S&P 1,250?: Corporate Profits Say Maybe

Includes: DIA, QQQ, SPY
by: Tom Armistead

Back in July, I wrote an article suggesting the use of NIPA Corporate Profits as a yardstick for measuring the level of the S&P 500 index. NIPA stands for National Income and Product Accounts, one of which is Corporate Profits. The US Bureau of Economic Analysis includes this number as a sub account in GDP, and as such it is logically consistent with GDP.

At the time, with the S&P at 950, Corporate Profits suggested that a more normal level for the index would be 1,200. As the situation developed, the S&P has since made substantial progress closing the gap. Tuesday's revision of GDP updates Corporate Profits through the end of the 3rd quarter, and it is now possible to develop a revised target or normal level for the S&P based on the new information.

Here are updates of two charts: The first plots the two sets of data over time; the second is a scatter chart which derives a formula for the S&P as a function of Corporate Profits. (Click charts to enlarge)Click to enlarge

Click to enlargeThe Magic Number - Corporate Profits came in at $1,356 billion, up a startling 10.6% for the quarter. Applying the formula from the chart, I get 1,356 X .80 = 1,084 + 181 = 1,265, round to 1,250. From Monday's close of 1,106, this implies a further increase of 13%. Under this scenario, equities are still an attractive investment, although the 30% that was out there in July has mostly been realized and from here the risk/reward ratio is less attractive.

Refinements – This approach has the advantage of simplicity. In an effort to improve predictive power, it is possible to introduce other variables into the equation. Interest rates and unemployment are two primary concerns: the first can be related on a mathematical basis, the second is more of a judgment item.

Interest Rates – For purposes of comparing equity earnings yields to bond yields, I am using the Moody's Baa corporate bond rate, available daily or weekly from the Federal Reserve. This number displays a strong inverse correlation with the S&P. As you might expect, consideration of current interest rate levels suggests a higher target. After fiddling with the numbers a while, I get a target value of 1,321, round to 1,300.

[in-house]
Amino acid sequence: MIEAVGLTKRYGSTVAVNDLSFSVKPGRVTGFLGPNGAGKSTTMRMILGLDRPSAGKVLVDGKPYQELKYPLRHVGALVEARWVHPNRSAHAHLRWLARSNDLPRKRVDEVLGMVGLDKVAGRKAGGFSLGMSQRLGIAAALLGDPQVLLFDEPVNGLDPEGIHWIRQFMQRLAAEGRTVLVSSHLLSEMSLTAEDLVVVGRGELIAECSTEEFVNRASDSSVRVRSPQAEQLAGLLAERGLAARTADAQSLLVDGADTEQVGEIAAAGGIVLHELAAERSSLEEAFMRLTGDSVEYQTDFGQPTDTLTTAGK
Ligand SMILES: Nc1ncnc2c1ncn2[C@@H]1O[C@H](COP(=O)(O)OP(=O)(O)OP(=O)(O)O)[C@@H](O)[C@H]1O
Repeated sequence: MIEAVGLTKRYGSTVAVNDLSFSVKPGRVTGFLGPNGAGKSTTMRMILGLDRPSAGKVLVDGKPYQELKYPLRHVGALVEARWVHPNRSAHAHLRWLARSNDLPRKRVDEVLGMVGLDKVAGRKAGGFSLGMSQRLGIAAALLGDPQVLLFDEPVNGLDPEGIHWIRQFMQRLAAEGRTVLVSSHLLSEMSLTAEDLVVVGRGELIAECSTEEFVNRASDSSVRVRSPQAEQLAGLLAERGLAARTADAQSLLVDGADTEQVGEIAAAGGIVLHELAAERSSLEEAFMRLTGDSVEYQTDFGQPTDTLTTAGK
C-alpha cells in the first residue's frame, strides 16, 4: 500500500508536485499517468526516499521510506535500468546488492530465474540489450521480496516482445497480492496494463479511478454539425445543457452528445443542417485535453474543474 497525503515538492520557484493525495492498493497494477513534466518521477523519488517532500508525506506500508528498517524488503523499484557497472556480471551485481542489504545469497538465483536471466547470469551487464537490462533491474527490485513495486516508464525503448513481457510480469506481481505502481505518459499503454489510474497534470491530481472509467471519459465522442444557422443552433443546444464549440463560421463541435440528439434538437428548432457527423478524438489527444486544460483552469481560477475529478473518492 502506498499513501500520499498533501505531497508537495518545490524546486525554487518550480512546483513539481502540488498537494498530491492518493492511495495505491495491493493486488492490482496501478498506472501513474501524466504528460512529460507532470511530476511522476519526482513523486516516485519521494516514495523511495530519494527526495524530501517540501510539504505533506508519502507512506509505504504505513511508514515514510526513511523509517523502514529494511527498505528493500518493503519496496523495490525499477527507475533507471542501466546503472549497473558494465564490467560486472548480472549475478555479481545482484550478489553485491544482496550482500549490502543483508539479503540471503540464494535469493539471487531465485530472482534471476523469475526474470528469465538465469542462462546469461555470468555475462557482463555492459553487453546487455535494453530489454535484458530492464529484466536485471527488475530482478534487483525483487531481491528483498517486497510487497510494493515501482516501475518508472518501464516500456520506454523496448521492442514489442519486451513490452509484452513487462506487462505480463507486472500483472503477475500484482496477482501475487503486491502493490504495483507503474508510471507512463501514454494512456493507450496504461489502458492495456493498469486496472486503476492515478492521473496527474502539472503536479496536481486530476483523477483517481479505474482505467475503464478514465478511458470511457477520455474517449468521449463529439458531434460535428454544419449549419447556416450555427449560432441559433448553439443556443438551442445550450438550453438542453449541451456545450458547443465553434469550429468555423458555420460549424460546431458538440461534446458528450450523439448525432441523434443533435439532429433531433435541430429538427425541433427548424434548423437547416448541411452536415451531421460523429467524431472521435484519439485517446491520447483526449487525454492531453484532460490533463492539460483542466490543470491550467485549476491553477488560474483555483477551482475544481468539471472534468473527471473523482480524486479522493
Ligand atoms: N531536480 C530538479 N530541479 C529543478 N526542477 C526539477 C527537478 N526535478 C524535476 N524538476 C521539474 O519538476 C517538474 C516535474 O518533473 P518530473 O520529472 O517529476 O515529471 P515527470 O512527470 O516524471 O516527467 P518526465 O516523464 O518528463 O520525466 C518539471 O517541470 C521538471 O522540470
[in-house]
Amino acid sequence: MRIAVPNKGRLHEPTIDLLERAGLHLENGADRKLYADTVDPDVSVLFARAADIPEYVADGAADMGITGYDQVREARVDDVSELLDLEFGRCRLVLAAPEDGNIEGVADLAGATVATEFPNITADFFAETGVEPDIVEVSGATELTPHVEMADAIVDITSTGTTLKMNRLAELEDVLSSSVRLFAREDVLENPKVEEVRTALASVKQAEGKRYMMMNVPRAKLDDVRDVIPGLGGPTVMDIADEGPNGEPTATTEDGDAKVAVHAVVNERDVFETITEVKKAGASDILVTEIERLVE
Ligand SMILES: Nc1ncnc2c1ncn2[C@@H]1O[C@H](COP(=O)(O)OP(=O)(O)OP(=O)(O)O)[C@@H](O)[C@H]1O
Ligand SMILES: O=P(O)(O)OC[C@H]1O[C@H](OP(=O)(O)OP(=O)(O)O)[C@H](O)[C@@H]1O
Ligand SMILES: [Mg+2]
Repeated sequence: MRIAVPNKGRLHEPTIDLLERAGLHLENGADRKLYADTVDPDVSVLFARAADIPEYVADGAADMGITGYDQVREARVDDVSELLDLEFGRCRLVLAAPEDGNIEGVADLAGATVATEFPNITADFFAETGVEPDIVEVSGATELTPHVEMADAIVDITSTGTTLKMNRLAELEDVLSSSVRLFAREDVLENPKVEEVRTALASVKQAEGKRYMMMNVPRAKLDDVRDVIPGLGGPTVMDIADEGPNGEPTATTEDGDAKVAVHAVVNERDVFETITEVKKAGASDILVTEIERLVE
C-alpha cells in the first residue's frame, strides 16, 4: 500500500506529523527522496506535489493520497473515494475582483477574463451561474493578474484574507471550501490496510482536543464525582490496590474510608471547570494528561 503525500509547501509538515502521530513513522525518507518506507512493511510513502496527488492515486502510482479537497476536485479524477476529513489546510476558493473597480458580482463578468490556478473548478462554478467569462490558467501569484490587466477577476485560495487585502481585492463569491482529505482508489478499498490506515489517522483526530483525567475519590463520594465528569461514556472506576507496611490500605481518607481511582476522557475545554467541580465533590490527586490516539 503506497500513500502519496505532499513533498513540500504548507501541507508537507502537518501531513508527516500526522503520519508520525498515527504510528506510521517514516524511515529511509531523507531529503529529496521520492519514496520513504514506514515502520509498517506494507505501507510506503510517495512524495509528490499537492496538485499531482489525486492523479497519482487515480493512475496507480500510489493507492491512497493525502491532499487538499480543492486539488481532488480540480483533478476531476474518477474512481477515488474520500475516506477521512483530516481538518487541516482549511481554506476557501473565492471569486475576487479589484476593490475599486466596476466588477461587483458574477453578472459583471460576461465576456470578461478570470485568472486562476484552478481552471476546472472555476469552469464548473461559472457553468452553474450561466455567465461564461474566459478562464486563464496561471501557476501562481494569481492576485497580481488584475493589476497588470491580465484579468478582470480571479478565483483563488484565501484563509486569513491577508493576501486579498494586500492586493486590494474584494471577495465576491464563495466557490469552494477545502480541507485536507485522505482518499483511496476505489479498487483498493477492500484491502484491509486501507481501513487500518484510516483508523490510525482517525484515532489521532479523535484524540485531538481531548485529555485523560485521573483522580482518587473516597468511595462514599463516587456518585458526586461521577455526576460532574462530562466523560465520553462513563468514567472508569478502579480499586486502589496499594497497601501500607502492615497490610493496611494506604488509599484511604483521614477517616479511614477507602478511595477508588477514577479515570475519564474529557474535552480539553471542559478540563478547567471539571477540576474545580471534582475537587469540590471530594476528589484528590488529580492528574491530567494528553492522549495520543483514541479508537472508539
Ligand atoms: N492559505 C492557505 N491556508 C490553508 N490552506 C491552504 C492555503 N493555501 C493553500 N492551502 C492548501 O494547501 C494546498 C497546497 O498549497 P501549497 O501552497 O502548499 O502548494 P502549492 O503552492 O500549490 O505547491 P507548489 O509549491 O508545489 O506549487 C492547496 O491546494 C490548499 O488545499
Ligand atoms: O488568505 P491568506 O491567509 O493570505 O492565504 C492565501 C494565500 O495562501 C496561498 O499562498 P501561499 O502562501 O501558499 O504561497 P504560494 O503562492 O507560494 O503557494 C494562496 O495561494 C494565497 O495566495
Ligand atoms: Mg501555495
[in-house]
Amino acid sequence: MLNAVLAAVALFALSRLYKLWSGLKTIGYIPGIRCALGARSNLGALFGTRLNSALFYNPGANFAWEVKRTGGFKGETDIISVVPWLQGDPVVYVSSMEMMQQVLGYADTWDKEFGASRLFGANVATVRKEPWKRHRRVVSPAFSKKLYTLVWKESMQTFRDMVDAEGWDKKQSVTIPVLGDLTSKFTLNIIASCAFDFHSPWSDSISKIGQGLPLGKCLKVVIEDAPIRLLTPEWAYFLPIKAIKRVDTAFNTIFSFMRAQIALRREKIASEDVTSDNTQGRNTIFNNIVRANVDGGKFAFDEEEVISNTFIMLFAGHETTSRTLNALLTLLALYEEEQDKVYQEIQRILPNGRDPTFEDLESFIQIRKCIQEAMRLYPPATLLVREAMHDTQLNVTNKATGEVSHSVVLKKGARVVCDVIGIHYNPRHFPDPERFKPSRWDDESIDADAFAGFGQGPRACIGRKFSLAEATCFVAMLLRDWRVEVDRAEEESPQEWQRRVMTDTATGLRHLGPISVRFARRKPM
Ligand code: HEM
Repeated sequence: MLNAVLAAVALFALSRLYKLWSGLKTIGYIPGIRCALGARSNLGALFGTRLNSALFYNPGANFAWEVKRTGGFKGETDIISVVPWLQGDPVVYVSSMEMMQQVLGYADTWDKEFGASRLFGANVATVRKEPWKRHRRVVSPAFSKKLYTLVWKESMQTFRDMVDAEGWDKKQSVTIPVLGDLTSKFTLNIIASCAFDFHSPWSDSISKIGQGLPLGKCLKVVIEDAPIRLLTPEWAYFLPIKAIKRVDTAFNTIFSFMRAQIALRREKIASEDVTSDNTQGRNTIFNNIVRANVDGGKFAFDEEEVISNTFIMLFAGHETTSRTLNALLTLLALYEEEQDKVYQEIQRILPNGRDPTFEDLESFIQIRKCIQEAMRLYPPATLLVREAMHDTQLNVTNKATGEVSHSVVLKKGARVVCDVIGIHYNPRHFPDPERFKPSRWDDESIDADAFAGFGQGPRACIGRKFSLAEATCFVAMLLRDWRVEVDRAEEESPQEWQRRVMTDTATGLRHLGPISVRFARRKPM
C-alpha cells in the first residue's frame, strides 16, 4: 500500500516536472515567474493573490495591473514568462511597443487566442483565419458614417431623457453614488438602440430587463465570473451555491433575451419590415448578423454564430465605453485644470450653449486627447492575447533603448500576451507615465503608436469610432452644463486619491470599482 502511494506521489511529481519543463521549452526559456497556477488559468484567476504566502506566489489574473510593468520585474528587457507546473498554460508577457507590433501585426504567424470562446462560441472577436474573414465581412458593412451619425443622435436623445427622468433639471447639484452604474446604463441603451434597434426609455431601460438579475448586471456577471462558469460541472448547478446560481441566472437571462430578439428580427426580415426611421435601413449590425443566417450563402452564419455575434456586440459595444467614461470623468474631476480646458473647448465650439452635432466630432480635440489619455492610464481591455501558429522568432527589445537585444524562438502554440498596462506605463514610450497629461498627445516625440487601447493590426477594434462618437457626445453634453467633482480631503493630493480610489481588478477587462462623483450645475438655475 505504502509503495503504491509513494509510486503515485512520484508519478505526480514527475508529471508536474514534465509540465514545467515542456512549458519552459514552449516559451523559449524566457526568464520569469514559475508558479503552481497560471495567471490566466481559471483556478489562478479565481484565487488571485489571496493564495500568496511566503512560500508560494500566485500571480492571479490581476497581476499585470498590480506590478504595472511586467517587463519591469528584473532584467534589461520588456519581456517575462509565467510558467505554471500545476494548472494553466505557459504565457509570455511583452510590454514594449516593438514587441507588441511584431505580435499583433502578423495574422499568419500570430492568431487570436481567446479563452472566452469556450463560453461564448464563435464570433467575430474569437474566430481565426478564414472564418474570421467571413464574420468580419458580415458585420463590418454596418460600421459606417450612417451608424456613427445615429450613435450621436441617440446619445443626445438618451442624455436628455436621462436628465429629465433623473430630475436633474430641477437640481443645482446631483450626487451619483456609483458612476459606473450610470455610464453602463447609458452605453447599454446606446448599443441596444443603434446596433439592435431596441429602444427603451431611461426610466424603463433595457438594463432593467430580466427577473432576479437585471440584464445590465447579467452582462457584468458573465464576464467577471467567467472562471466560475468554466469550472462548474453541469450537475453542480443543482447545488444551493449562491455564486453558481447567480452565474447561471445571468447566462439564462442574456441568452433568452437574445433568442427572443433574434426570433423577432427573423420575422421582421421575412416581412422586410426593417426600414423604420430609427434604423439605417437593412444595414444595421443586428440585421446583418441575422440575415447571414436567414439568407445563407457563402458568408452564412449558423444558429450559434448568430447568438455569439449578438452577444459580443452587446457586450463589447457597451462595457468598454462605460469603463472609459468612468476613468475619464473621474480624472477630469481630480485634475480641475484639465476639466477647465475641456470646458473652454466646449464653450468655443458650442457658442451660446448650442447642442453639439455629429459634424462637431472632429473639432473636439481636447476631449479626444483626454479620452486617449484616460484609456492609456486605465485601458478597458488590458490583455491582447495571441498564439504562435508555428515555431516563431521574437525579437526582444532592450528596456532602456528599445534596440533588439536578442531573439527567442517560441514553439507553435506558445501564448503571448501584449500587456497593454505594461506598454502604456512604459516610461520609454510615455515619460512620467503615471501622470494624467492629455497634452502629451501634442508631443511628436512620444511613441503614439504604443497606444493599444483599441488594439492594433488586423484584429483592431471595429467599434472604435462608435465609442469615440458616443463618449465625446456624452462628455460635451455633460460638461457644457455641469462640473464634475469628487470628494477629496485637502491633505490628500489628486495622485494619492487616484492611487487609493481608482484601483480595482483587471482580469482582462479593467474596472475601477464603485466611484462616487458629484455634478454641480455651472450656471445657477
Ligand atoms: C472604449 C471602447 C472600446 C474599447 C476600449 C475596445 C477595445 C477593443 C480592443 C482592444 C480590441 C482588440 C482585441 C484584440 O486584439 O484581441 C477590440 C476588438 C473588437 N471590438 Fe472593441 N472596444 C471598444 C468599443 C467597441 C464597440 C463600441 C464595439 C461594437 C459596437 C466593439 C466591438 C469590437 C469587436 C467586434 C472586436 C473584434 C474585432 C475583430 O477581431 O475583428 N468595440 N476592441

Unemployment – Also displays an inverse correlation with the S&P. The period of time used does not include any episode of high unemployment comparable to what we have today. Developing a formula that accounts for both interest rates and unemployment, and that tracks history acceptably, I get an indication of 1,035, round to 1,050. The question here is about unemployment as a trailing indicator, vs. the intuitive view that the economy cannot recover without an increase in employment.

Corporate Profits increased 14.5%, in spite of the unemployment. Or perhaps because of the unemployment. If you fire people faster than your business declines, profits will increase. My feeling is that corporations have become much quicker to lay off in the face of slowdowns, or even when business conditions are acceptable but higher profits are desired. The attitude of management is, let them sleep under bridges, we are going to make a profit. It seems to be working, and I am unable to rule it out as a possible ongoing trend.

The jobs may reappear in China, elsewhere in Asia, or in other low cost areas. Outsourcing or EMS may be beneficiaries as well. American citizens may take back jobs that were relegated to more willing workers, illegal immigrants.

Public policies aimed at creating employment may have some success when developed and implemented. Incentives to make capex in America, I mean building factories here and installing state of the art machinery here, attractive would be a big help. American public policy is a patchwork, with the states bidding against each other in an effort to attract business investments, and no uniform and coherent policy to ensure that this is done most effectively to maximize employment for the nation as a whole.

The US has a more than adequate supply of housing, and the last time I saw figures on it there were more registered vehicles than licensed drivers. Excessively lenient credit policies drew several years worth of demand forward and it is not realistic to look for a strong rebound in employment until consumer deleveraging and supply absorption have run their course.

Conclusion – After putting this through the blender, I plan to invest along lines that will be profitable if the S&P ranges from 1,050 to 1,250 by the end of 2010. I will continue to monitor Corporate Profits and revise my thinking based on developments.

Disclosure: No positions mentioned, the author is net long equities